Archive for May, 2011

The one photo I took over the weekend …

Monday, May 30th, 2011

I posted a bunch of good photos of Friday’s Death Cab/Bright Eyes/Jenny & Johnny show right here and I’ll post a bunch of good photos from last night’s Decemberists/Rodrigo y Gabriela/Dan Mangan show tomorrow.

But for today, let’s celebrate Memorial Day with the one photo I took all weekend with my phone.

Three questions:

1) Did anyone else see this kid?

2) If so, were you also kinda freaked out by his mask?

It’s unsettling, right?

3) Is that an ear or a backward “C”? If it’s a “C” is he the backward captain of his hockey team?

He was awesome, though. All dancing around and posing for dudes who took his picture even though they were kinda freaked out by his mask.

Plus I bet his face was warmer than mine.

Stream 20 of The Decemberists’ best songs

Sunday, May 29th, 2011

I did one of these for Death Cab for Cutie, so it seems only fair to do one for this weekend’s other Les Schwab Amphitheater headliner, The Decemberists, who play tonight.

Whether you’re unfamiliar with the band’s work, or you’re skeptical that these Portlandian folkies actually have some great songs, or you dig ’em and need something to get pumped up for tonight’s show, or you simply want some music going while you putter around on a Sunday, this YouTube playlist should do the trick. It’s 20 of The Decemberists’ best songs in chronological(ish) order (I put “The Tain” at the end because it’s, y’know, 20 minutes long), stretching from 2001’s “5 Songs” EP to “The King is Dead,” which came out four months ago. Just press play and let the internet do the work.

[Photos] Death Cab for Cutie, Bright Eyes, Jenny & Johnny at Les Schwab Amphitheater

Saturday, May 28th, 2011

Solid show last night at Les Schwab Amphitheater in Bend as Death Cab for Cutie, Bright Eyes and Jenny & Johnny kicked off the venue’s summer concert season. As is always the case on Memorial Day weekend ’round here, however, the start of the summer concert season did not mean the start of summer. It was freezing out there, folks.

Anyway, I’ll write lots more about the show in my Feedback column in next Friday’s GO! Magazine. Till then, I urge you to scroll down and check out these awesome photos of all three bands and the crowd taken by The Bulletin’s Rob Kerr. They really give you a sense of what it was like being there, I think.



This week in GO! Magazine’s music section

Friday, May 27th, 2011

Seattle’s Death Cab for Cutie kicks off the summer concert season at Les Schwab Amphitheater tonight. I spoke with drummer Jason McGerr about the band’s new album, “Codes and Keys,” which comes out Tuesday:

Several factors influenced the sound of “Codes,” McGerr said. The band took longer to make it, and, for the first time, brought in an outsider (Alan Moulder) to mix it rather than having Walla do it.

And, the members of Death Cab went through significant personal change after “Narrow Stairs.” Gibbard and Harmer got married. McGerr is now a father.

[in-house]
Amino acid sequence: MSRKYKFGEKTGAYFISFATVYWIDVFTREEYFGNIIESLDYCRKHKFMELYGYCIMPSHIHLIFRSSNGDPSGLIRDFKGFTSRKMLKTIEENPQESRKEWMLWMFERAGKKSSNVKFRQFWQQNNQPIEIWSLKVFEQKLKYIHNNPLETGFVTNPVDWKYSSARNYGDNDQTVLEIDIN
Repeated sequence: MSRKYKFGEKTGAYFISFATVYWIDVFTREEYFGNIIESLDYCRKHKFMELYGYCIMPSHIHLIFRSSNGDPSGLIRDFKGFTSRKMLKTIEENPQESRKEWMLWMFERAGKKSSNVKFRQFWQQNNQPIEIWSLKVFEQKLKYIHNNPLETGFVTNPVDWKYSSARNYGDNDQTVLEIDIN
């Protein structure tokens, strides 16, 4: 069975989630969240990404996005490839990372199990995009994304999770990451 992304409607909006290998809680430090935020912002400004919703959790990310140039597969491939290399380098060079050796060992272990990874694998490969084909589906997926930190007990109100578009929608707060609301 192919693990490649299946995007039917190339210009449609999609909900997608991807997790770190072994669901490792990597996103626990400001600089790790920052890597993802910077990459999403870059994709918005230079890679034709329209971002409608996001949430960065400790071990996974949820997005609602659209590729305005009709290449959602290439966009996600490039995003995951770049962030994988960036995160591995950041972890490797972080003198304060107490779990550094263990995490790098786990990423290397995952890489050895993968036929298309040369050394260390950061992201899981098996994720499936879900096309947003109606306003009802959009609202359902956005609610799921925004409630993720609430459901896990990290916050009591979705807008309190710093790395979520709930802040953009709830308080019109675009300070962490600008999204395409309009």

“Our approach as players and Ben as a (songwriter), it has to be different,” McGerr said. “We’re just at a different time in our lives. There wasn’t much that was the same other than the individuals making the music.”

I hope you’ll read the whole thing by clicking here. Better yet, pick up a copy of GO! Magazine to check out a nifty graph of Death Cab’s history, record sales and big moments over the years.

On Sunday, Portland’s The Decemberists close out Memorial Day weekend at Les Schwab Amphitheater. Bassist Nate Query was nice enough to give me a call to chat about the success and sound of their new record, “The King is Dead.”

After nearly a decade making catchy, highly literate, history-obsessed music , “The King is Dead” is a return to the band’s rustic, American roots, a shift even more striking in the context of The Decemberists’ previous album “The Hazards of Love,” an epic, 17-track rock opera that mines British folk and prog-rock influences.

Query said “Hazards” is the concept of a narrative song-cycle album “taken … to its extreme,” and when it was time to think about a follow-up, that side of the band was tapped out.

“It felt like we didn’t have any of that left in us and it was time to make a record like ‘The King is Dead,’” he said. “(The folksy) stuff was in us the whole time, it’s just that we didn’t put any of it on the last record, so it was all just sitting there waiting to be (released).”

Click here to read the whole thing. And we’ve got a cool graph of The Decemberists’ sales and milestones, too!

Elsewhere in this week’s music section: A great band called Or, the Whale plays at McMenamins next week, plus an all-day concert and party at Maragas Winery, the Ron Steen Band brings jazz to The Oxford Hotel, The Dead Ringers do their tie-dyed tribute thing at the Tower Theatre and Silver Moon hosts The Staxx Brothers and Empty Space Orchestra on Saturday, and Yamn on Thursday. Plus, there’s a Last Band Standing update.

Have fun this weekend! Stay warm…

Spend Friday learning (or remembering) why Death Cab for Cutie rules

Friday, May 27th, 2011

Here’s the thing: Lots of people like to turn up their nose at Death Cab for Cutie, and I get that. They make lovey dovey sappy emo-pop music that appears in “Twilight” films and on VH1. Teen girls love this band, not you. And that name … ugh. It’s not cool to like Death Cab for Cutie. Saying that you’re more pumped to see Bright Eyes at Bend’s Les Schwab Amphitheater tonight earns you more cred.

I get all that.

The problem with that stance is that Death Cab is by far the best band on tonight’s bill, and one of the best bands of the past 15 years. I will acknowledge that they have not always been the best live band (I saw pretty mediocre DCfC shows in 2001, 2003 and 2004). And of course, their past three albums aren’t quite up to the bar set by their first four. But those first four set a very high bar. Heck, the first two are two of the best indie-rock records ever made.

What I’m saying is Ben Gibbard and Death Cab for Cutie have churned out an abundance of great songs since 1997, and their hits far outweigh their misses. So if you wanna go into tonight’s show ready to hate these dudes, have at it. That’s your right. But if you wanna go into tonight’s show with an open mind and an ear that appreciates an unforgettable melody, I’m here to help.

Below, I’ve compiled 20 of the band’s best tunes in chronological(ish) order, ranging from their pre-“Something About Airplanes” 7″ records to the new single from their new album, “Codes and Keys,” which comes out Tuesday. There are rocking songs and pretty songs, fast songs and slow songs, angry songs and somber songs, pop songs and shoegazers. It’s a pretty good cross-section of Death Cab’s career so far.

So, it’s Friday and you’re probably sitting at your desk jonesing for the weekend. Maybe you’re going to the show tonight. Maybe you’re on the fence. No matter your situation, click below and let the YouTubes stream. If you can resist this playlist, you must hate great music.

Central Oregon’s Summer Music Preview

Wednesday, May 25th, 2011

I think we can all agree that Memorial Day weekend shows at Les Schwab Amphitheater serve as a sort of unofficial kickoff to the summer concert season, and with the holiday right around the corner, I thought we should take a look at what’s coming our way between now and the end of September.